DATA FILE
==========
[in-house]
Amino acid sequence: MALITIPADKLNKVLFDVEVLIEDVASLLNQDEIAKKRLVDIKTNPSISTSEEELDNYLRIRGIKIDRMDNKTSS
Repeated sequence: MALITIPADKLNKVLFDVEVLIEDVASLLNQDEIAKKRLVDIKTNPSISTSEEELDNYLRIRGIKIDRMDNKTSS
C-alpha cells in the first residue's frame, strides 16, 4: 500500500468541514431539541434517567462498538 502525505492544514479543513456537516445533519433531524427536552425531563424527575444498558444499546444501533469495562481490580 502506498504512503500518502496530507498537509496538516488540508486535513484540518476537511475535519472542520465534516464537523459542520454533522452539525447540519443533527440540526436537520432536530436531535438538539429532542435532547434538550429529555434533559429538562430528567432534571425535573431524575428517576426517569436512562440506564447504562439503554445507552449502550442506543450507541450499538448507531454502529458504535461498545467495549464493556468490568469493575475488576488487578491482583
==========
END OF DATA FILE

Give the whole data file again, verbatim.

[in-house]
Amino acid sequence: MALITIPADKLNKVLFDVEVLIEDVASLLNQDEIAKKRLVDIKTNPSISTSEEELDNYLRIRGIKIDRMDNKTSS
Repeated sequence: MALITIPADKLNKVLFDVEVLIEDVASLLNQDEIAKKRLVDIKTNPSISTSEEELDNYLRIRGIKIDRMDNKTSS
C-alpha cells in the first residue's frame, strides 16, 4: 500500500468541514431539541434517567462498538 502525505492544514479543513456537516445533519433531524427536552425531563424527575444498558444499546444501533469495562481490580 502506498504512503500518502496530507498537509496538516488540508486535513484540518476537511475535519472542520465534516464537523459542520454533522452539525447540519443533527440540526436537520432536530436531535438538539429532542435532547434538550429529555434533559429538562430528567432534571425535573431524575428517576426517569436512562440506564447504562439503554445507552449502550442506543450507541450499538448507531454502529458504535461498545467495549464493556468490568469493575475488576488487578491482583